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Abstract

In 1998, Texas initiated a bold new statewide university admission policy aimed at increasing college access for traditionally underserved students in the state. House Bill 588 (known as the Texas Top 10 Percent Plan (TTPP)) guaranteed automatic admission to the college or university of their choice for all top performing students in Texas public high schools. Fourteen years after the plan’s implementation, we see great strides and complexities in understanding student outcomes as a result of the percent plan. However, the legal controversy over the percent plan both in Texas and other states incorporating similar yet distinctly motivated alternative admissions plans continues to play out from institutional decision boards to the highest court in the nation. This study seeks to add to that discussion by exploring two questions. Descriptively, what are the admission and enrollment patterns within racial/ethnic groups of percent plan eligible students, over time, for Texas elite, emergent elite, and remaining public institutions? Given that all eligible percent plan students may enter the institution of choice in Texas, does which type of institution a TTPP student chooses relate to their race/ethnicity? The descriptive story told by the admission and enrollment distributions of equally eligible TTPP students is a complex but compelling one. Fundamentally, it identifies that statistically different application and enrollment patterns exist for Hispanic and especially African American TTPP beneficiaries relative to their White and Asian American counterparts.

Key Take Away Points

•Statistically different application/admission and enrollment patterns exist for Hispanic and especially African American TTPP beneficiaries relative to their White and Asian American counterparts. From a policy perspective, then, these findings suggest that the Percent Plan has not been effective on its own at creating racially and ethnically diverse student bodies.

•The findings of this study also the importance of institutional autonomy in admission processes. The intractable patterns for African American TTPP students, for example, suggests that universities, particularly those most elite, need flexibility in their ability to increase representation within both the admitted and enrolled pools of students.

•From a legal perspective, these findings suggest both that the Percent Plan has not proven to be a successful race-neutral alternative in the creation of diverse student bodies from which the benefits of that diversity can be reaped.

Author Biography

Dr. Catherine Horn is an Associate Professor of Educational Psychology at the University of Houston. Dr. Horn’s work focuses on the systemic influences of secondary and postsecondary high stakes testing on the learning trajectories of students. Dr. Horn is trained as a psychometrician, receiving her Ph.D. from Boston College. Her education research, to date, has concentrated on the net effects of assessment practices on student outcomes at the secondary and postsecondary level. Dr. Horn is currently serving as the associate editor of the Review of Higher Education and has served as Research Associate for The Civil Rights Project at Harvard University; Senior Research Associate for the Center for the Study of Testing, Evaluation and Educational Policy’s National Board on Educational Testing and Public Policy at Boston College; and Research Consultant to the World Bank. She has been honored with numerous awards including, most recently, a Fulbright Fellowship to Chile.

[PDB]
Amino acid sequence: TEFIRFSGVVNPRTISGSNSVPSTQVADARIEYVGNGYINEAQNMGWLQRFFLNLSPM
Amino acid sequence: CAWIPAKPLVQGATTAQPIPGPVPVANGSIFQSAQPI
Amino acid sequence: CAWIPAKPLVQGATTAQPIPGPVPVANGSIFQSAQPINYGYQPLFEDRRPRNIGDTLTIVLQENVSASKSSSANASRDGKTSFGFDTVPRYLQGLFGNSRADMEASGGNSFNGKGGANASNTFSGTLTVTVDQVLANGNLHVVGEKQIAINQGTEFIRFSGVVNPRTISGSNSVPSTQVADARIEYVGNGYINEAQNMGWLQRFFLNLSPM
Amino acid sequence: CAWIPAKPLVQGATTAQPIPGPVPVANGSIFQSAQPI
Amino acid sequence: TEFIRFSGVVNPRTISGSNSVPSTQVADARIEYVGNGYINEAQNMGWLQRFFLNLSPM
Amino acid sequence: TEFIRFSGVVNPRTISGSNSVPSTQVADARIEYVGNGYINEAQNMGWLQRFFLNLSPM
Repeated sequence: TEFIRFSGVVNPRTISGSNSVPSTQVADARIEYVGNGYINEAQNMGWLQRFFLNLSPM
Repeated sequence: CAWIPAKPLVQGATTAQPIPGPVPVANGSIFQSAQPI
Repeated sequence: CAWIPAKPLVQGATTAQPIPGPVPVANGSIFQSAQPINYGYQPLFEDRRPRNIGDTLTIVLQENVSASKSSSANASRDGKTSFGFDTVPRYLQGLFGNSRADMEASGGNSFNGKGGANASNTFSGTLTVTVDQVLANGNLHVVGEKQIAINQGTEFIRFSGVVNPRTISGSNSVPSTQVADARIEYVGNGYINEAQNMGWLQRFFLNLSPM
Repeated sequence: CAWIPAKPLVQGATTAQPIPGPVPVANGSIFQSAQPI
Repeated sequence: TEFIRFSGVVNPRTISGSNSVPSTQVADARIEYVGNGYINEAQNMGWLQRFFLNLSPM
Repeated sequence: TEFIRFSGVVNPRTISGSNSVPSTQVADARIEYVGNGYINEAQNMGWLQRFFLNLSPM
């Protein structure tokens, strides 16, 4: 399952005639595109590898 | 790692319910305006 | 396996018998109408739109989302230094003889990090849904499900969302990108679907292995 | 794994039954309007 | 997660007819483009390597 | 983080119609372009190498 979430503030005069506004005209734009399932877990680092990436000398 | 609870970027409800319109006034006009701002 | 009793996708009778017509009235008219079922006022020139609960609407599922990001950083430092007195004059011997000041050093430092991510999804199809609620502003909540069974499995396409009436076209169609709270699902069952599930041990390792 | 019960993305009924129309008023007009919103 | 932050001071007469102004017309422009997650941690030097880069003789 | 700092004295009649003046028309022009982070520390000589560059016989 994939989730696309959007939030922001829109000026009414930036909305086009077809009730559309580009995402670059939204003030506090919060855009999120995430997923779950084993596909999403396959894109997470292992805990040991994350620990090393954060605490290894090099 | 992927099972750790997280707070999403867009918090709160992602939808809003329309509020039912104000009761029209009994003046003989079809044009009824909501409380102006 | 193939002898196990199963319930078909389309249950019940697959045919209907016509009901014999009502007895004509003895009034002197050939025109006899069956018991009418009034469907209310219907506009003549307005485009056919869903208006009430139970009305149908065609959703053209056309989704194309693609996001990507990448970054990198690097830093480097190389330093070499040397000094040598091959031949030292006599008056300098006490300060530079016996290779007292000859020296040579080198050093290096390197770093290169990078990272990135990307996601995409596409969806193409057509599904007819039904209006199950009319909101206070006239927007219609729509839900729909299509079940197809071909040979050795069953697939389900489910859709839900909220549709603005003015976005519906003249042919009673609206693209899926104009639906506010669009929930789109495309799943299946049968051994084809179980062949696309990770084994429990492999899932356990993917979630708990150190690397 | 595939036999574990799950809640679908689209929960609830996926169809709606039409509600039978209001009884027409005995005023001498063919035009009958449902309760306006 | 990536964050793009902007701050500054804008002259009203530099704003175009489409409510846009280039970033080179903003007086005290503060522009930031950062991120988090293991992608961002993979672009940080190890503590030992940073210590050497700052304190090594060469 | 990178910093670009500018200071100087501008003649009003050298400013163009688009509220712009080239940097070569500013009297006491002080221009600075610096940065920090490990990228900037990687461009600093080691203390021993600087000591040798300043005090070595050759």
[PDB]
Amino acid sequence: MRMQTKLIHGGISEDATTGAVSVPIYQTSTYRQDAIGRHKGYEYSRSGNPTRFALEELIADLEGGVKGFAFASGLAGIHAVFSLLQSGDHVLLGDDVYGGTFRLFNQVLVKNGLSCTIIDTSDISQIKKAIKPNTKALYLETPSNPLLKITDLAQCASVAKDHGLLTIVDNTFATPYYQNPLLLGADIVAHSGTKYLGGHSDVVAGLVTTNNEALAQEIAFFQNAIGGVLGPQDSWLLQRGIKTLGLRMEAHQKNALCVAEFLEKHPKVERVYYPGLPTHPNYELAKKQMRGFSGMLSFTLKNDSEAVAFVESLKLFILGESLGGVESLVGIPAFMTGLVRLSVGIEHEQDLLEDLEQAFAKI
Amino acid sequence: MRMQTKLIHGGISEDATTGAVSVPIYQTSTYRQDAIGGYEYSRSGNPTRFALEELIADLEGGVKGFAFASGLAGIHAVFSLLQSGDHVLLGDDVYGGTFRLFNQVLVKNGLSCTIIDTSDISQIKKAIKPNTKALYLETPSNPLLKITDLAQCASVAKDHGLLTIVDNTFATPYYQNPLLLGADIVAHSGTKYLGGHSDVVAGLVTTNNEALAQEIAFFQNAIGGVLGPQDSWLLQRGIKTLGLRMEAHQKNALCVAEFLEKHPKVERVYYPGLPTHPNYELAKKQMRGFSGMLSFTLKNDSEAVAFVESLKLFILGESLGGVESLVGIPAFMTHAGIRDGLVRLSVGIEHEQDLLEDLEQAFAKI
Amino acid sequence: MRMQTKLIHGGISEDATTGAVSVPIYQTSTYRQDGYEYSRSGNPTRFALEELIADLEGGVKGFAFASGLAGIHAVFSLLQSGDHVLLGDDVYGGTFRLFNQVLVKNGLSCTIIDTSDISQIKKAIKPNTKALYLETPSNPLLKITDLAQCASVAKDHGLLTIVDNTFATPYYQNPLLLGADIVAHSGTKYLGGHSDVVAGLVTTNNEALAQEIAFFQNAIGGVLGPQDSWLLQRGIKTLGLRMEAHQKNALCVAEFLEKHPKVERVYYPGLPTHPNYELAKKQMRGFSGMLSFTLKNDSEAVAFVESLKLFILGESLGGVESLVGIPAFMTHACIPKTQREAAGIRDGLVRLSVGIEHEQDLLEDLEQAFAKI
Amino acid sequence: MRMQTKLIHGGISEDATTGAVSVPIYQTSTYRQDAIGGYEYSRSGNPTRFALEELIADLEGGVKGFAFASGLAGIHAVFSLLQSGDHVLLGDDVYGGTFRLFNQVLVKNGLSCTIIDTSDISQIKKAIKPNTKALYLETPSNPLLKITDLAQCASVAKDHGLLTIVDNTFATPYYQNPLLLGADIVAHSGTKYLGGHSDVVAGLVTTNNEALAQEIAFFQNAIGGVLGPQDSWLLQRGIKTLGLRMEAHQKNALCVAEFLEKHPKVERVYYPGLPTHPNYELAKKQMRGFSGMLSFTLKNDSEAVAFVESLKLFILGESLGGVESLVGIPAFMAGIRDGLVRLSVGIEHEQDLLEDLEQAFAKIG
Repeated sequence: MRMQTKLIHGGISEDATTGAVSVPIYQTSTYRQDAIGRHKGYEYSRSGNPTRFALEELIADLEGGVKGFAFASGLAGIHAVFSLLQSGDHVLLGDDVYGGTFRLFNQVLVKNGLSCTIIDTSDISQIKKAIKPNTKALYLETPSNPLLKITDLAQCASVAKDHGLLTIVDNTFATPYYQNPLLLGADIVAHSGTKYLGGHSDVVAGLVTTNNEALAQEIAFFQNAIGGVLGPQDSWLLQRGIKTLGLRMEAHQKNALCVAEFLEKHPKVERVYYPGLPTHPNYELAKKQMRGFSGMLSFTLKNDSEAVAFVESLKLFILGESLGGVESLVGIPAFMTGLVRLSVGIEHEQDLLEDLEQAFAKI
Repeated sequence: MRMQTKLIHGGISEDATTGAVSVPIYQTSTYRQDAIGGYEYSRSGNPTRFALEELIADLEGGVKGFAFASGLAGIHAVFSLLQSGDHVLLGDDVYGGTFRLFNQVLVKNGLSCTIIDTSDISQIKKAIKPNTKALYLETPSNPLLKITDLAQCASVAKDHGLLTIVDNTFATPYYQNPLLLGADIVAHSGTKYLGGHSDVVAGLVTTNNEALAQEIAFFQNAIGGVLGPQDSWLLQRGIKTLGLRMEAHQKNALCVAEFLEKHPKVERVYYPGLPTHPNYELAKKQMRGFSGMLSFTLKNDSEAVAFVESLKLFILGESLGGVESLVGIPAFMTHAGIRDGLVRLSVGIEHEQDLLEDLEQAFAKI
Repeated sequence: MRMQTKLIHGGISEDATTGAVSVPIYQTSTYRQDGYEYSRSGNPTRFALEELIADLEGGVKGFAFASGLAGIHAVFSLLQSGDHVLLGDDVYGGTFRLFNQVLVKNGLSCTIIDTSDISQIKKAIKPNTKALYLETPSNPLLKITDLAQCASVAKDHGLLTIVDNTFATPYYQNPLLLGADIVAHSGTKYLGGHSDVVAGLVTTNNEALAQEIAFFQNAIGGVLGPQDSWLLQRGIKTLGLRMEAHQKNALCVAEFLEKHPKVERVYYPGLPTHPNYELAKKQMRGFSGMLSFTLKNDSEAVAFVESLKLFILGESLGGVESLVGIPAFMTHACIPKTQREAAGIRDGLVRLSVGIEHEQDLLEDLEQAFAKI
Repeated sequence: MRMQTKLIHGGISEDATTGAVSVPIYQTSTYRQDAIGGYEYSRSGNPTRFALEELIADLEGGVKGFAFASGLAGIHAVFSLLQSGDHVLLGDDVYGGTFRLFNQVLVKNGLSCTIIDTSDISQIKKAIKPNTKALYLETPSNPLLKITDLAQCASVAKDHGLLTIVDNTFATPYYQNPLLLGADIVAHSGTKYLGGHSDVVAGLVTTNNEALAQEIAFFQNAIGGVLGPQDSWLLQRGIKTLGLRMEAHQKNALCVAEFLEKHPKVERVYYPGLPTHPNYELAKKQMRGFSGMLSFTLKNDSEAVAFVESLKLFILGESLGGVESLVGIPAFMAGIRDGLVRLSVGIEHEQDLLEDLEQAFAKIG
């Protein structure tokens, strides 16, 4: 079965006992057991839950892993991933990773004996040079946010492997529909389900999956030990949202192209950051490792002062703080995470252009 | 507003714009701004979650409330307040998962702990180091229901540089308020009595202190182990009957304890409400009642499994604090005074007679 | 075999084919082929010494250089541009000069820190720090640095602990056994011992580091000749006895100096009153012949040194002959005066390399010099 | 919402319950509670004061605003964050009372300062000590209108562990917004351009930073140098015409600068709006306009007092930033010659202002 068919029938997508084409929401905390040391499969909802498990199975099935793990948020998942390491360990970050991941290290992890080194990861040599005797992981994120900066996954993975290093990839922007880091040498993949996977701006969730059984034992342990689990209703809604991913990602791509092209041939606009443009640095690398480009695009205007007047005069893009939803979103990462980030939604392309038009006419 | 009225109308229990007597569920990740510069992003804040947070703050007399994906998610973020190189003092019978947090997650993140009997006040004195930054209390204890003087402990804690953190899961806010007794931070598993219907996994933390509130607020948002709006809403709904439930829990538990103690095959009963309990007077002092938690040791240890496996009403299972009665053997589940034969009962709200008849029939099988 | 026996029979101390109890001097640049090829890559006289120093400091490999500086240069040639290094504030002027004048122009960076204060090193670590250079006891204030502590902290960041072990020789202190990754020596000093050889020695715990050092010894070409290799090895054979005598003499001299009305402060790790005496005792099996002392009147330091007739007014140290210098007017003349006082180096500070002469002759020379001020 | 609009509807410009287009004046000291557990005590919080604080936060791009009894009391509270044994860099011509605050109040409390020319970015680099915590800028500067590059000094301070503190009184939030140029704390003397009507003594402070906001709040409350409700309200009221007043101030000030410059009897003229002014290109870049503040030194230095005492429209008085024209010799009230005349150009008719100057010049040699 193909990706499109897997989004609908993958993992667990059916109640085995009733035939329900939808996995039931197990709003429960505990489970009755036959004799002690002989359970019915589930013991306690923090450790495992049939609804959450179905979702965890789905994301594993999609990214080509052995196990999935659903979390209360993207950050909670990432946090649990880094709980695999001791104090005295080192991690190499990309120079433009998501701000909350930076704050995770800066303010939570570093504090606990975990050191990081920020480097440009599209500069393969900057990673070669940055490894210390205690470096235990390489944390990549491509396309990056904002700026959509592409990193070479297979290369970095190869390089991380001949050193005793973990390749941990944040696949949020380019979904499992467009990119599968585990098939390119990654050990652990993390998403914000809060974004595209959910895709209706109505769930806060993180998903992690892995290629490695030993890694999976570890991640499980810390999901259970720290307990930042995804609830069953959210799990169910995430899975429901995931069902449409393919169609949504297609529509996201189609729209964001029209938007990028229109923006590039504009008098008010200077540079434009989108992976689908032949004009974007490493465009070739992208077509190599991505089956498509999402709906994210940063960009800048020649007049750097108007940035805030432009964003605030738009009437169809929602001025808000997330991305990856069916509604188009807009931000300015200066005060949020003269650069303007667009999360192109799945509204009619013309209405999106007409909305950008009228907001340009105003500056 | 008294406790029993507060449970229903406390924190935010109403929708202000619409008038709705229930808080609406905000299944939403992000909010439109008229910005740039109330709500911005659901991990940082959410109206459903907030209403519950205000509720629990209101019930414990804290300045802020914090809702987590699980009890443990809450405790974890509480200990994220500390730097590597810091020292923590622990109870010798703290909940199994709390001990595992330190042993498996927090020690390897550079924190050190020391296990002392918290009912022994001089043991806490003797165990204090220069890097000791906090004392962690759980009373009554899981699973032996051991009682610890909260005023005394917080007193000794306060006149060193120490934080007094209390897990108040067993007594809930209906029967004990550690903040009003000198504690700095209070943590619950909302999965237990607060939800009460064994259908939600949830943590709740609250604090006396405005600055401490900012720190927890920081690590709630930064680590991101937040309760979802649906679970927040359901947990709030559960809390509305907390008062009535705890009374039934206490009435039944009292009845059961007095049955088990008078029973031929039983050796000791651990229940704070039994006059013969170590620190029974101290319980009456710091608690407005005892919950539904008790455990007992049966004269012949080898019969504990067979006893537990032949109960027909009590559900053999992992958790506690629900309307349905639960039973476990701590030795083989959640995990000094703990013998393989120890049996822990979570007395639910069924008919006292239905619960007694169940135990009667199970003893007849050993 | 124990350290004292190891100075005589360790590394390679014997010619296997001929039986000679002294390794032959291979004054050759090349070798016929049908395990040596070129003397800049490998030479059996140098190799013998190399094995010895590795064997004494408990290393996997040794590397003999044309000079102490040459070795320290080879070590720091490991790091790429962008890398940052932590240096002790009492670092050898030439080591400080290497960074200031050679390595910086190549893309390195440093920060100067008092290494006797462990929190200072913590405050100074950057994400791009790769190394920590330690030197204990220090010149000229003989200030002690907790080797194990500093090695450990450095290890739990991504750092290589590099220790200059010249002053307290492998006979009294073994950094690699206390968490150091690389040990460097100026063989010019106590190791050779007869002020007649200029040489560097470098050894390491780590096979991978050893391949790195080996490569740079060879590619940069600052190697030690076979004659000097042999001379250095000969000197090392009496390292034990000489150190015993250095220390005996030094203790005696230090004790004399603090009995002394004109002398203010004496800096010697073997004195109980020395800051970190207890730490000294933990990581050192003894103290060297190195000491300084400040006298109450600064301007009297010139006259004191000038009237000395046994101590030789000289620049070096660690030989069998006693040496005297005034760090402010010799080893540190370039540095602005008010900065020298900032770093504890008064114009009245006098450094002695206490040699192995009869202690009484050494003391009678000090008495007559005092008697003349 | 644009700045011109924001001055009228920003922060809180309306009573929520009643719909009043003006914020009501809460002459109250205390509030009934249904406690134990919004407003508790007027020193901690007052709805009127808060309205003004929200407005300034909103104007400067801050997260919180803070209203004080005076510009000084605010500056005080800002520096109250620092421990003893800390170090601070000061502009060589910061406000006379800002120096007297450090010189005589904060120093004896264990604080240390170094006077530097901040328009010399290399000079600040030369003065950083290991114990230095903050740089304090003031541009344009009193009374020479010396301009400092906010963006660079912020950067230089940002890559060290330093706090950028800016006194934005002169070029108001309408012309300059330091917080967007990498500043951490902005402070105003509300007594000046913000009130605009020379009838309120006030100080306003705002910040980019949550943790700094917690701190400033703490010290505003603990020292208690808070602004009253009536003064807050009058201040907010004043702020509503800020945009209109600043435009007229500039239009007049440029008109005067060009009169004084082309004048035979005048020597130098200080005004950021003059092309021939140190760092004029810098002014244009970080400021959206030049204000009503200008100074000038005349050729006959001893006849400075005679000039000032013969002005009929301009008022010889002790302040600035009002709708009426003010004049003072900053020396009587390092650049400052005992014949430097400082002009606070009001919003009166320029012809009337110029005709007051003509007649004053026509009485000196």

Dr. Stella M. Flores is Assistant Professor of Public Policy and Higher Education and Assistant Professor of Sociology at Vanderbilt University. She has written on the role of alternative admissions plans and financial aid programs in college admissions, demographic changes in higher education, the role of the Hispanic Serving Institution in U.S. higher education policy, and Latino students and community colleges. Dr. Flores’ recent work includes an examination of the effect college access and success policies in Texas funded by the Bill and Melinda Gates Foundation, an evaluation of in-state resident tuition policies on the college enrollment and persistence of undocumented immigrant students across the United States funded by the Lumina Foundation for Education and the Association for the Study of Higher Education, an analysis of institutional response to federal and state changes in race-conscious admissions policies and programs funded by the Ford Foundation, and an investigation of the interaction of state and institutional financial aid policies targeted at low-income students also across the United States funded by Vanderbilt University. She holds an Ed.D. in administration, planning, and social policy with a concentration in higher education from Harvard University.